Man Using False Identity Convicted Of International Sex Trafficking
First time recently enacted extraterritorial jurisdiction provision of our anti-trafficking laws is used to charge sex trafficking occurring in another country
Wifredo A. Ferrer, United States Attorney for the Southern District of Florida, Alysa D. Erichs, Special Agent in Charge, U.S. Immigration and Customs Enforcement’s Homeland Security Investigations (ICE-HSI), Miami Field Office, and Wendy A. Bashnan, Special Agent in Charge, Bureau of Diplomatic Security (DS), Miami Field Office, announce the conviction of Damion St. Patrick Baston, 37, of Jamaica. Baston was convicted after a ten day jury trial of the twenty-one counts with which he was charged.
Specifically, Baston was convicted of three counts of sex trafficking a victim by means of force, fraud, and coercion, both in the Southern District of Florida and in multiple countries around the world, including Australia, in violation of Title 18, United States Code, Sections 1591(a)(1) and 1596. Title 18, United States Code, Section 1596 provides for extraterritorial jurisdiction in human trafficking cases; one count of forcible sex trafficking of a victim in the Southern District of Florida; five counts of transporting multiple individuals for prostitution, in violation of Title 18, United States Code, Section 2421; one count of importation of an alien for prostitution, in violation of Title 8, United States Code, Section 1328; one count of use of a passport secured by false statement, in violation of Title 18, United States Code, Section 1542; one count of aggravated identity theft, in violation of Title 18, United States Code, Section 1028A; and nine counts of money laundering, in violation of Title 18, United States Code, Section 1956. Baston, who is a Jamaican national, was also convicted of illegal reentry of an alien previously ordered removed, in violation of Title 8, United States Code, Section 1326.
Baston is scheduled to be sentenced on September 5, 2014, before U.S. District Judge Cecilia M. Altonaga, who presided over the trial. Baston faces a mandatory minimum penalty of fifteen years in prison and a maximum penalty of life in prison.
According to the indictment, other documents filed in federal court and statements made, Baston victimized seven women in the Middle East, Australia, and the United States. Six victims bravely testified at trial that they had been trafficked for sex beginning in 2011 in various cities including Miami. Baston had been ordered removed from the United States in the late 1990s but stole the identity of an American citizen, which he used to obtain a Florida ID card and U.S. passport in that person’s name. Baston used this false identity for international travel as he continued to recruit and victimize women.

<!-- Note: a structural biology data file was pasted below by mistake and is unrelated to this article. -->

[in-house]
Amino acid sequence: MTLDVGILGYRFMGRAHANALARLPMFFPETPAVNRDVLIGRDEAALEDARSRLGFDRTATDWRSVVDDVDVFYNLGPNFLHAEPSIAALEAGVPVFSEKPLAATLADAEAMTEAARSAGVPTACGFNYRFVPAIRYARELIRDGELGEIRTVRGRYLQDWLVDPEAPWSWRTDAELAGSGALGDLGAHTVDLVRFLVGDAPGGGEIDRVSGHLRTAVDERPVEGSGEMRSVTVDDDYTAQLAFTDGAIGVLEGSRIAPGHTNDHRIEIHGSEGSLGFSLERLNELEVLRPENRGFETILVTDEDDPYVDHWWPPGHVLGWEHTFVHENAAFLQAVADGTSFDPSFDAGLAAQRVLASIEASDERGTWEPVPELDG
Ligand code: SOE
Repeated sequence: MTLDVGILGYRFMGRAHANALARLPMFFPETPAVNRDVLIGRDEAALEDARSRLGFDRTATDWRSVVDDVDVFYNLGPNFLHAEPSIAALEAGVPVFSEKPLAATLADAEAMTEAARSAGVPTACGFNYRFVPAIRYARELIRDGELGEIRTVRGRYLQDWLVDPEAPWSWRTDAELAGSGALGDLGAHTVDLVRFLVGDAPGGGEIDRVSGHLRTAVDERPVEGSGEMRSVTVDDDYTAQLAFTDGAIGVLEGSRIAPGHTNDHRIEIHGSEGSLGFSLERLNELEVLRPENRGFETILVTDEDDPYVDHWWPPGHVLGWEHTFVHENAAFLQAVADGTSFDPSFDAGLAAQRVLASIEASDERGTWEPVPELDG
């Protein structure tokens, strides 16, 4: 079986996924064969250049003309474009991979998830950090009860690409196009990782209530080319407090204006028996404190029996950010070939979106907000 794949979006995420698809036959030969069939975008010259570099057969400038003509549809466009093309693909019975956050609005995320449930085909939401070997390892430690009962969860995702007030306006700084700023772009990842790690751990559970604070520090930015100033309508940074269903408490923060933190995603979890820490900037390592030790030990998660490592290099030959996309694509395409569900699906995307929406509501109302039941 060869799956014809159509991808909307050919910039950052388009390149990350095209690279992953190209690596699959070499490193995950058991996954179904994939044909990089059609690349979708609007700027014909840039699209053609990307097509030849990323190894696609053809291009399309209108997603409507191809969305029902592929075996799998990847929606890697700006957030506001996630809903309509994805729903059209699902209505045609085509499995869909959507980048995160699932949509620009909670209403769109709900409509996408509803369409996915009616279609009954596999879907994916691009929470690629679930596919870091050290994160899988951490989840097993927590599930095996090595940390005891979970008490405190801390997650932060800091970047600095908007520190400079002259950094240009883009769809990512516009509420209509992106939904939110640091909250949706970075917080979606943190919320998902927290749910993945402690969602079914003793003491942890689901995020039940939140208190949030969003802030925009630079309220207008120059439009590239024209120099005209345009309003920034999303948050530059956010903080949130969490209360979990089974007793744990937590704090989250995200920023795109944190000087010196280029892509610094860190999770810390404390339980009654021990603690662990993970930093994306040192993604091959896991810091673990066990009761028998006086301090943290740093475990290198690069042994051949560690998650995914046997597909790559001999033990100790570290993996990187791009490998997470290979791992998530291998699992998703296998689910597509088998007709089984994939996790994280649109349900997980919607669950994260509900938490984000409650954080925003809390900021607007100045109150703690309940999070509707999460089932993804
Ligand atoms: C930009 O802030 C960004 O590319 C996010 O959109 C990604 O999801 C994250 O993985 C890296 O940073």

U.S. Attorney Wifredo A. Ferrer stated, “The bravery of the victims in this case is commendable. Their testimony demonstrated that despite the terrible abuse that they suffered from this defendant they are truly survivors. We can never forget that human trafficking is a heinous crime that exploits people; it simply cannot be tolerated. This case was the result of the hard work and coordination of the South Florida Human Trafficking Task Force in Miami, including our federal prosecutors, as well as that of law enforcement officers and non-governmental organizations in Australia and the Dubai Police Department. It is also the first time we have used the recently enacted extraterritorial jurisdiction provision of our anti-trafficking laws to charge someone for sex trafficking that occurred in another country. Working with our dedicated law enforcement partners here and abroad we have ensured that Baston will be unable to continue to exploit more women.”
“This case brought us halfway around the world to ensure justice for the victims,” said Alysa D. Erichs, Special Agent in Charge of HSI Miami. “HSI along with our federal and international law enforcement partners will continue to work diligently to ensure international boundaries do not hinder the enforcement of justice.”
Special Agent in Charge Wendy Bashnan of Diplomatic Security Service’s Miami Field Office noted that “The U.S. Department of State, Diplomatic Security Service is committed to advocating justice for the victims and survivors of human trafficking. This case, and its successful prosecution, points out all the more that the cooperative efforts of, and collaboration between, numerous law enforcement agencies, both internationally and domestically, are significant factors in the purpose of the South Florida Human Trafficking Task Force to dismantle criminal organizations involved in the victimization of individuals in both sexual and labor trafficking.”
Mr. Ferrer commended the investigative efforts of ICE-HSI and DS, as well as the Australian Federal Police. The case is being prosecuted by Assistant U.S. Attorneys Olivia S. Choe and Roy K. Altman.
Human trafficking must stop. To report suspected human trafficking occurring in South Florida, please call the National Human Trafficking Resource Center Hotline at 1-888-373-7888.
A copy of this press release may be found on the website of the United States Attorney's Office for the Southern District of Florida at http://www.usdoj.gov/usao/fls. Related court documents and information may be found on the website of the District Court for the Southern District of Florida at http://www.flsd.uscourts.gov or on http://pacer.flsd.uscourts.gov.